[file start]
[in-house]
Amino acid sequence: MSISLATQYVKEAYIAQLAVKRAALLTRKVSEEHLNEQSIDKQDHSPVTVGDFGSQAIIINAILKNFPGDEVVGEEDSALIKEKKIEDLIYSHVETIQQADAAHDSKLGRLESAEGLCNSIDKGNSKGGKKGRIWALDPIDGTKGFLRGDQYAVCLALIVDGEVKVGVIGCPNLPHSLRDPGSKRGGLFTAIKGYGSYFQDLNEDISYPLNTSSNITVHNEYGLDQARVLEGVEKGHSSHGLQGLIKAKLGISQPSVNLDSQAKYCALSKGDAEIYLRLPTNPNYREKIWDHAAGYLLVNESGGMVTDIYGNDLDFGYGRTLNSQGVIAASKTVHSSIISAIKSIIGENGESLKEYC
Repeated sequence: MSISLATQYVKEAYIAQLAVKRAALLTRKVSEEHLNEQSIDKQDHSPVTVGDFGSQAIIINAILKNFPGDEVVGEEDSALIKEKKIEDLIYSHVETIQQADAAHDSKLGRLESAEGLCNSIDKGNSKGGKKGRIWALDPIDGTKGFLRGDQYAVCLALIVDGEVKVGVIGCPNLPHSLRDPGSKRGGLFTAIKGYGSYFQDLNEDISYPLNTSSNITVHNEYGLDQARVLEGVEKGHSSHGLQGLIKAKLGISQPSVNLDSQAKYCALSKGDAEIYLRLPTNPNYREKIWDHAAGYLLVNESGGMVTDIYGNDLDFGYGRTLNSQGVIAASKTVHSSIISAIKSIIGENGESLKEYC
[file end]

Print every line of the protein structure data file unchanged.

[in-house]
Amino acid sequence: MSISLATQYVKEAYIAQLAVKRAALLTRKVSEEHLNEQSIDKQDHSPVTVGDFGSQAIIINAILKNFPGDEVVGEEDSALIKEKKIEDLIYSHVETIQQADAAHDSKLGRLESAEGLCNSIDKGNSKGGKKGRIWALDPIDGTKGFLRGDQYAVCLALIVDGEVKVGVIGCPNLPHSLRDPGSKRGGLFTAIKGYGSYFQDLNEDISYPLNTSSNITVHNEYGLDQARVLEGVEKGHSSHGLQGLIKAKLGISQPSVNLDSQAKYCALSKGDAEIYLRLPTNPNYREKIWDHAAGYLLVNESGGMVTDIYGNDLDFGYGRTLNSQGVIAASKTVHSSIISAIKSIIGENGESLKEYC
Repeated sequence: MSISLATQYVKEAYIAQLAVKRAALLTRKVSEEHLNEQSIDKQDHSPVTVGDFGSQAIIINAILKNFPGDEVVGEEDSALIKEKKIEDLIYSHVETIQQADAAHDSKLGRLESAEGLCNSIDKGNSKGGKKGRIWALDPIDGTKGFLRGDQYAVCLALIVDGEVKVGVIGCPNLPHSLRDPGSKRGGLFTAIKGYGSYFQDLNEDISYPLNTSSNITVHNEYGLDQARVLEGVEKGHSSHGLQGLIKAKLGISQPSVNLDSQAKYCALSKGDAEIYLRLPTNPNYREKIWDHAAGYLLVNESGGMVTDIYGNDLDFGYGRTLNSQGVIAASKTVHSSIISAIKSIIGENGESLKEYC